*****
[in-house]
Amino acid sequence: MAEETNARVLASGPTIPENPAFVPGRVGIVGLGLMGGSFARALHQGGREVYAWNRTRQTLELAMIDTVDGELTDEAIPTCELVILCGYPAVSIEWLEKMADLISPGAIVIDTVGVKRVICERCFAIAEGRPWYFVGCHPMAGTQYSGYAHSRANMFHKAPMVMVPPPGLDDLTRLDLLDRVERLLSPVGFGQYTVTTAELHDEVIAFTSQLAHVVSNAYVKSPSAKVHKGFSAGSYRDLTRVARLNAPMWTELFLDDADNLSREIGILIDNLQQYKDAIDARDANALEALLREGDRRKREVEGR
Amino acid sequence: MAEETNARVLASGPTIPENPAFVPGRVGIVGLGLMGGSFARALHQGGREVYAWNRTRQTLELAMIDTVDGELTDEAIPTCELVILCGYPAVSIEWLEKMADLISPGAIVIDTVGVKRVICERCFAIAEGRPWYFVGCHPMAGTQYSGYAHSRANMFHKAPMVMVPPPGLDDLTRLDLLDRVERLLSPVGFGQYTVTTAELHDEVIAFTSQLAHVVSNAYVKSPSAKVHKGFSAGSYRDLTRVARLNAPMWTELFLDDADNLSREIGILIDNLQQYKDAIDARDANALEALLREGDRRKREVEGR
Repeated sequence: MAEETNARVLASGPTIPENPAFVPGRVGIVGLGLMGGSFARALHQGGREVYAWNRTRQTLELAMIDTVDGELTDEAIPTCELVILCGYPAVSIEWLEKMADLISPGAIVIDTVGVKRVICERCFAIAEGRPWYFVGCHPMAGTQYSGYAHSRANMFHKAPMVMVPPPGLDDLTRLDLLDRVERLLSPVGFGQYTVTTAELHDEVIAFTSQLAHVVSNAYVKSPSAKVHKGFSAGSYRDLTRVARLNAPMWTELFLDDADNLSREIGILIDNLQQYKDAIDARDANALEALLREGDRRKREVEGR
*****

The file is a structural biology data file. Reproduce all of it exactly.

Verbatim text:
[in-house]
Amino acid sequence: MAEETNARVLASGPTIPENPAFVPGRVGIVGLGLMGGSFARALHQGGREVYAWNRTRQTLELAMIDTVDGELTDEAIPTCELVILCGYPAVSIEWLEKMADLISPGAIVIDTVGVKRVICERCFAIAEGRPWYFVGCHPMAGTQYSGYAHSRANMFHKAPMVMVPPPGLDDLTRLDLLDRVERLLSPVGFGQYTVTTAELHDEVIAFTSQLAHVVSNAYVKSPSAKVHKGFSAGSYRDLTRVARLNAPMWTELFLDDADNLSREIGILIDNLQQYKDAIDARDANALEALLREGDRRKREVEGR
Amino acid sequence: MAEETNARVLASGPTIPENPAFVPGRVGIVGLGLMGGSFARALHQGGREVYAWNRTRQTLELAMIDTVDGELTDEAIPTCELVILCGYPAVSIEWLEKMADLISPGAIVIDTVGVKRVICERCFAIAEGRPWYFVGCHPMAGTQYSGYAHSRANMFHKAPMVMVPPPGLDDLTRLDLLDRVERLLSPVGFGQYTVTTAELHDEVIAFTSQLAHVVSNAYVKSPSAKVHKGFSAGSYRDLTRVARLNAPMWTELFLDDADNLSREIGILIDNLQQYKDAIDARDANALEALLREGDRRKREVEGR
Repeated sequence: MAEETNARVLASGPTIPENPAFVPGRVGIVGLGLMGGSFARALHQGGREVYAWNRTRQTLELAMIDTVDGELTDEAIPTCELVILCGYPAVSIEWLEKMADLISPGAIVIDTVGVKRVICERCFAIAEGRPWYFVGCHPMAGTQYSGYAHSRANMFHKAPMVMVPPPGLDDLTRLDLLDRVERLLSPVGFGQYTVTTAELHDEVIAFTSQLAHVVSNAYVKSPSAKVHKGFSAGSYRDLTRVARLNAPMWTELFLDDADNLSREIGILIDNLQQYKDAIDARDANALEALLREGDRRKREVEGR